A transgender student at Rancho Bernardo High School in San Diego has sparked a heated discussion over the extent to which state law should accommodate such individuals.
The student who triggered the dispute was born female but uses the boys’ locker room.
Poway Unified School District hosted a board meeting Tuesday night which was packed with people raising questions about student rights.
Parent Holly Franz told the L.A. Times that she did not know that a biologically female student was using a male facility until three weeks ago when the spring semester resumed.
Franz said that she understood that the school had to comply with state law but suggested that the school make additional accommodations — like curtains or some other form of privacy — for non-trans students who may feel uncomfortable changing next to someone of the opposite sex sharing a changing room with them.
In response to such requests, transgender rights advocates launched a petition on Change.org asking the district to make no changes regarding the issue. The Times reported that as of Tuesday afternoon, about 1,200 people had signed the petition.
Those in favor of the petition viewed suggestions like those raised by Franz as discriminating against transgender students.
Trustees could not weigh in on the discussion, raised during the public comment portion of the meeting, as it was not part of the agenda.
“My son came home from school and told me there was a girl using the boys’ locker room,” Franz told the Times before the meeting. “This is someone he’s known for years and has always been a girl. My son was very upset by this, and I called the principal.”
The rules that went into effect in January 2014 permit K-12 public school students who are transgender or gender nonconforming to participate in classes and activities regardless of their birth sex. Transgender students may also use bathrooms and locker rooms without regard to their sex at birth.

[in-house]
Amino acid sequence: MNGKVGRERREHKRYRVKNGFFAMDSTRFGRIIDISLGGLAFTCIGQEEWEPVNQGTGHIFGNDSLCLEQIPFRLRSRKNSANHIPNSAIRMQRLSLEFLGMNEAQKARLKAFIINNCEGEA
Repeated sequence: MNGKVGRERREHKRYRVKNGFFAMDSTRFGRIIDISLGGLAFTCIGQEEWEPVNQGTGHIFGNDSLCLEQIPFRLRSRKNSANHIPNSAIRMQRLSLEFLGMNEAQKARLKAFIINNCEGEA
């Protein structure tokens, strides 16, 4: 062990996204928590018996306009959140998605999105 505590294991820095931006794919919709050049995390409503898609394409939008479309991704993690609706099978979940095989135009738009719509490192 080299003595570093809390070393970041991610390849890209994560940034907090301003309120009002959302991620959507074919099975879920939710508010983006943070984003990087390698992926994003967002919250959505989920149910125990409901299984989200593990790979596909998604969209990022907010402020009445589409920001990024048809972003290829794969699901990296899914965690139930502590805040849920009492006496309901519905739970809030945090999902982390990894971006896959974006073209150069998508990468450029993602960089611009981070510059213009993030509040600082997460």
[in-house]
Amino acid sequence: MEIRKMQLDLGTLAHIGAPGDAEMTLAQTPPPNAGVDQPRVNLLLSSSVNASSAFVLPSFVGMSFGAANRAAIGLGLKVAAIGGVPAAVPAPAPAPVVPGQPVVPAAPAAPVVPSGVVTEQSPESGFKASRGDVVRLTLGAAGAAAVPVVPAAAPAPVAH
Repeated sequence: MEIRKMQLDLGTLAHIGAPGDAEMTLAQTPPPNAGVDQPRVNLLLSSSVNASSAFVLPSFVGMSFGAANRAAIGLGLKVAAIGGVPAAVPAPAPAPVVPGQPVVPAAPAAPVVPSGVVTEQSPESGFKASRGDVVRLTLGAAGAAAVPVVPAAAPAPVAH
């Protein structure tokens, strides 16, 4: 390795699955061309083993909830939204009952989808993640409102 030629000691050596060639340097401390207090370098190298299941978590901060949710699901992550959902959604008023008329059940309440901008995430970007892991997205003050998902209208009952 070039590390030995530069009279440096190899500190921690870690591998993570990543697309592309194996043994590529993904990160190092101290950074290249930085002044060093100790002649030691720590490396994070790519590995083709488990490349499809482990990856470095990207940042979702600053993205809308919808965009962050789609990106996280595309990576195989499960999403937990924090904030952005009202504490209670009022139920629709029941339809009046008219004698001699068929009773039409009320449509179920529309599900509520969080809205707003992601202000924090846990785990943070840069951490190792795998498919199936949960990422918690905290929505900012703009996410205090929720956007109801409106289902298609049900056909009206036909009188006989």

Superintendent John Collins issued a statement before Tuesday’s meeting saying the district had tried to accommodate all students’ rights since the law was implemented two years ago.
“Over the past two years, we have worked to ensure every student’s right to privacy, as well as every student’s right to feel safe, valued and included on our campuses,” he wrote.
Opponents of the law predicted potential problems that could arise, including situations where boys would claim they were transgender in order to change in girls’ facilities. A statewide referendum effort to abolish the law failed in 2014.
Kathie Moehlig, a parent in the district, told the Times she had been asked to be the spokeswoman for the transgender student’s family.
She shared that she was concerned Franz’s request for student privacy would result in segregation of transgender students.
“She’s fighting for things that the laws are clear about, and I applaud the district and principal of Rancho Bernardo High School in knowing the law and their legal obligation of protecting the students,” she said.
But if the district were to provide private changing areas that could be used by all students, she said she would not object.
Franz told the Times she understood the district’s commitment to following the law, but argued that it hadn’t been carried out well. She shared that she was considering taking legal action against the state to secure more privacy for students.
“Schools are working with students … based on what they are comfortable with or what their needs are,” Don Buchheit, senior director for student support services with the San Diego County Office of Education, told the Times.
Every school in San Diego Unified School District has private restrooms available for any student to use, and middle and high school locker rooms are equipped with private changing areas.
“We haven’t had any issues that I’m aware of like we heard in Poway,” Linda Zintz, communications director of San Diego Unified, told the Times.
Though California state law requires school districts to allow transgender students to choose which restrooms and locker rooms they use, it is unclear regarding what steps each school should take to accommodate transgender and non-trans students.
(H/T: L.A. Times)
Front page photo courtesy of Shuttershock.